Tens of millions of pounds could be paid out to bullied NHS Highland staff after the Scottish Government admitted it would bail out the health authority over claims.
Highlands and Islands Labour MSP David Stewart lodged a Parliamentary Question asking what funding the Government had agreed to give NHS Highland for the “healing” process and the investigation of allegations of bullying and harassment of staff previously employed by the NHS board.
Health Secretary Jeane Freeman replied: “The Scottish Government will provide NHS Highland with additional financial support to assist with the delivery of the healing process and discussions are ongoing regarding the level of financial support involved.”
NHS Highland whistleblower, Dr Iain Kennedy, was delighted with the statement and hopes it will offer some solace to those affected.
He said: “There will be some former staff claiming six-figure sums and many others claiming four or five figure sums.
“But whatever the figure it will at last help those who suffered at the hands of bullying behaviour at NHS Highland.”
MSP David Stewart has been contacted by many former and current NHS Highland staff concerned about their treatment.
He said: “It is positive the health secretary has stepped in and I wait to see how much money is going to be transferred.
“I am hopeful this funding will provide compensation and also psychological support for the people who have contacted me and that the system will be independent.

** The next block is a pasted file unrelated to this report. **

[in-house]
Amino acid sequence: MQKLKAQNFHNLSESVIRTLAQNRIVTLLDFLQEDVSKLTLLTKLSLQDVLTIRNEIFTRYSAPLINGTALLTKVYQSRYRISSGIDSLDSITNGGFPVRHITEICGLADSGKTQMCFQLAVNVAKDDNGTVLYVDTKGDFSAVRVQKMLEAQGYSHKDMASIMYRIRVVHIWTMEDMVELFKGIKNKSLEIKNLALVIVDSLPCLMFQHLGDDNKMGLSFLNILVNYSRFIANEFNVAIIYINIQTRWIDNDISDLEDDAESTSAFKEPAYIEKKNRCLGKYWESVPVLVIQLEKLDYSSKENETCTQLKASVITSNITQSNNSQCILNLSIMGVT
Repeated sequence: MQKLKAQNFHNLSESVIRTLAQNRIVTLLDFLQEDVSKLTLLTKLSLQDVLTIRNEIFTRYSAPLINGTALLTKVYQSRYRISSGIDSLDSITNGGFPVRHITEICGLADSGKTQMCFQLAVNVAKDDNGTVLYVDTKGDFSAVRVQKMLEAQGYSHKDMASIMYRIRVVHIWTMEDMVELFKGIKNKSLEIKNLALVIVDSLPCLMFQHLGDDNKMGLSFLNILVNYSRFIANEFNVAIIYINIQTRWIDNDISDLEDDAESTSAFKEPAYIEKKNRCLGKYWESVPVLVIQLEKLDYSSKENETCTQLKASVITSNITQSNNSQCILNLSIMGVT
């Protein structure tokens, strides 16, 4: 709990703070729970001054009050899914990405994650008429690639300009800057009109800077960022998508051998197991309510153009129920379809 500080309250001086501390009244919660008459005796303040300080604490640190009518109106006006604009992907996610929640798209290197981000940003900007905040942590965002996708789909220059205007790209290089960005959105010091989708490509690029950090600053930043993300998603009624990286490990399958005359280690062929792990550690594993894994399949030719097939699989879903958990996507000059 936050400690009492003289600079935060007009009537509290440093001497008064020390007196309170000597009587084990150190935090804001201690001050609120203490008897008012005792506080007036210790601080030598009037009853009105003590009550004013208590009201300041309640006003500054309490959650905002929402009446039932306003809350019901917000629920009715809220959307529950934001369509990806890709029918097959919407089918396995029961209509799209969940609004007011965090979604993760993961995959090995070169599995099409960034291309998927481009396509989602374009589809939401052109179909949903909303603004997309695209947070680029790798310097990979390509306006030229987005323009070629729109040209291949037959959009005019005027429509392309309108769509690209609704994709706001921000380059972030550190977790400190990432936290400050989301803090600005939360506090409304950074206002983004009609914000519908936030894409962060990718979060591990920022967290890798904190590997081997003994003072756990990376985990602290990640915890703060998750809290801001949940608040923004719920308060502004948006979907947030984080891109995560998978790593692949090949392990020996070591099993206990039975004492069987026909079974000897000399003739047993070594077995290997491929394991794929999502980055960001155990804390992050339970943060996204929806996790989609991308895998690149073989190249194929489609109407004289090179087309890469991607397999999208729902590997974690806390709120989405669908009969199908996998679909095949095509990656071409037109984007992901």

“I know there are former employees who’ve lost or left their jobs and, in some cases, had their careers ruined and will be unable to go to an industrial tribunal due to a time-bar on cases and unable to afford a civil case.
“This move by the Government will hopefully prove the way forward.”
Mr Stewart explained that many former staff had been left in the dark about progress with setting up a system and had only read what was in the media after recent visits to Raigmore by Ms Freeman.
“There is still a gap in letting people know what’s happening, especially after such a delay, and I’ve been told that for many this is affecting their health and wellbeing,” he said.
The MSP has been told by the health authority that it recently had “very positive discussions” with the Scottish Government to help with the resources needed to ensure the process is able to cope with what is submitted and to ensure it has the level of external and impartial input needed to create trust and confidence.
Mr Stewart believes the system will be fully scoped, designed and a plan in place in the next few weeks with the scheme up and dealing with cases by mid-April.
A spokeswoman for the GMB union said: “We recognise that changing the bullying culture and righting the wrongs at NHS Highland will cost. There can be no short cuts.
“We welcome that NHS Highland is finally beginning to make some progress – months were lost after the Sturrock report was published.
“The ‘healing process’ will cost money and we see this ongoing discussion as a clear sign that things are beginning to move in the right direction.”